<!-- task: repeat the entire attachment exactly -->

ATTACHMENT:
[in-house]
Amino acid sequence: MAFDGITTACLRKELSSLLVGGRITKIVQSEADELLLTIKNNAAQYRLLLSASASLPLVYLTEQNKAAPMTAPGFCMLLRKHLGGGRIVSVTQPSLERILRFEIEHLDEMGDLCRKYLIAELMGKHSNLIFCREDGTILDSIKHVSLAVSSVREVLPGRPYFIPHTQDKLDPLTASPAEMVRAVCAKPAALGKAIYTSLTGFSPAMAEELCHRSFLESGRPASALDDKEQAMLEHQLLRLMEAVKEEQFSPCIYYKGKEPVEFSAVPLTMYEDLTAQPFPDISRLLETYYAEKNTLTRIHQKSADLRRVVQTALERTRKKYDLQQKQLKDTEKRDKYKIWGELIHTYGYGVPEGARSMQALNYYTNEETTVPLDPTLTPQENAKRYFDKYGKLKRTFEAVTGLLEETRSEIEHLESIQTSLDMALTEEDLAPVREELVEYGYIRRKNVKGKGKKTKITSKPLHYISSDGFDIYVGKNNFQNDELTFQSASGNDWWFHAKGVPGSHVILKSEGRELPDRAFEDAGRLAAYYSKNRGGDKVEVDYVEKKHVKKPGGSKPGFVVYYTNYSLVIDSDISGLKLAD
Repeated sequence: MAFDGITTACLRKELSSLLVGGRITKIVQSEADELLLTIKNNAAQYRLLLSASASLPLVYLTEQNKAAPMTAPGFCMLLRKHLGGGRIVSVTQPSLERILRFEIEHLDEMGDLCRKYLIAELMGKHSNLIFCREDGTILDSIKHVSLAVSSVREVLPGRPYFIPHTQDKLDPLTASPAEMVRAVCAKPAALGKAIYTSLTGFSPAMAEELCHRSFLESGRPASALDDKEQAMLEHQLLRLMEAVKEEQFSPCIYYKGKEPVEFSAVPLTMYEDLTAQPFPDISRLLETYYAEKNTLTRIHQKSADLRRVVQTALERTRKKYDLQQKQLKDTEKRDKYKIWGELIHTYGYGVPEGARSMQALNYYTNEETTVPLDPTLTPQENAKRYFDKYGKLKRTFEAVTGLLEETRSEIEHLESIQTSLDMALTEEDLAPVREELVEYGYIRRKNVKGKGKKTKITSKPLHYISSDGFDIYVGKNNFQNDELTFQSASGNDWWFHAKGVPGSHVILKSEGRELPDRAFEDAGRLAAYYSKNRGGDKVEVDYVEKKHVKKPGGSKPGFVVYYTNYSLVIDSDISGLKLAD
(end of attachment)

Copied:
[in-house]
Amino acid sequence: MAFDGITTACLRKELSSLLVGGRITKIVQSEADELLLTIKNNAAQYRLLLSASASLPLVYLTEQNKAAPMTAPGFCMLLRKHLGGGRIVSVTQPSLERILRFEIEHLDEMGDLCRKYLIAELMGKHSNLIFCREDGTILDSIKHVSLAVSSVREVLPGRPYFIPHTQDKLDPLTASPAEMVRAVCAKPAALGKAIYTSLTGFSPAMAEELCHRSFLESGRPASALDDKEQAMLEHQLLRLMEAVKEEQFSPCIYYKGKEPVEFSAVPLTMYEDLTAQPFPDISRLLETYYAEKNTLTRIHQKSADLRRVVQTALERTRKKYDLQQKQLKDTEKRDKYKIWGELIHTYGYGVPEGARSMQALNYYTNEETTVPLDPTLTPQENAKRYFDKYGKLKRTFEAVTGLLEETRSEIEHLESIQTSLDMALTEEDLAPVREELVEYGYIRRKNVKGKGKKTKITSKPLHYISSDGFDIYVGKNNFQNDELTFQSASGNDWWFHAKGVPGSHVILKSEGRELPDRAFEDAGRLAAYYSKNRGGDKVEVDYVEKKHVKKPGGSKPGFVVYYTNYSLVIDSDISGLKLAD
Repeated sequence: MAFDGITTACLRKELSSLLVGGRITKIVQSEADELLLTIKNNAAQYRLLLSASASLPLVYLTEQNKAAPMTAPGFCMLLRKHLGGGRIVSVTQPSLERILRFEIEHLDEMGDLCRKYLIAELMGKHSNLIFCREDGTILDSIKHVSLAVSSVREVLPGRPYFIPHTQDKLDPLTASPAEMVRAVCAKPAALGKAIYTSLTGFSPAMAEELCHRSFLESGRPASALDDKEQAMLEHQLLRLMEAVKEEQFSPCIYYKGKEPVEFSAVPLTMYEDLTAQPFPDISRLLETYYAEKNTLTRIHQKSADLRRVVQTALERTRKKYDLQQKQLKDTEKRDKYKIWGELIHTYGYGVPEGARSMQALNYYTNEETTVPLDPTLTPQENAKRYFDKYGKLKRTFEAVTGLLEETRSEIEHLESIQTSLDMALTEEDLAPVREELVEYGYIRRKNVKGKGKKTKITSKPLHYISSDGFDIYVGKNNFQNDELTFQSASGNDWWFHAKGVPGSHVILKSEGRELPDRAFEDAGRLAAYYSKNRGGDKVEVDYVEKKHVKKPGGSKPGFVVYYTNYSLVIDSDISGLKLAD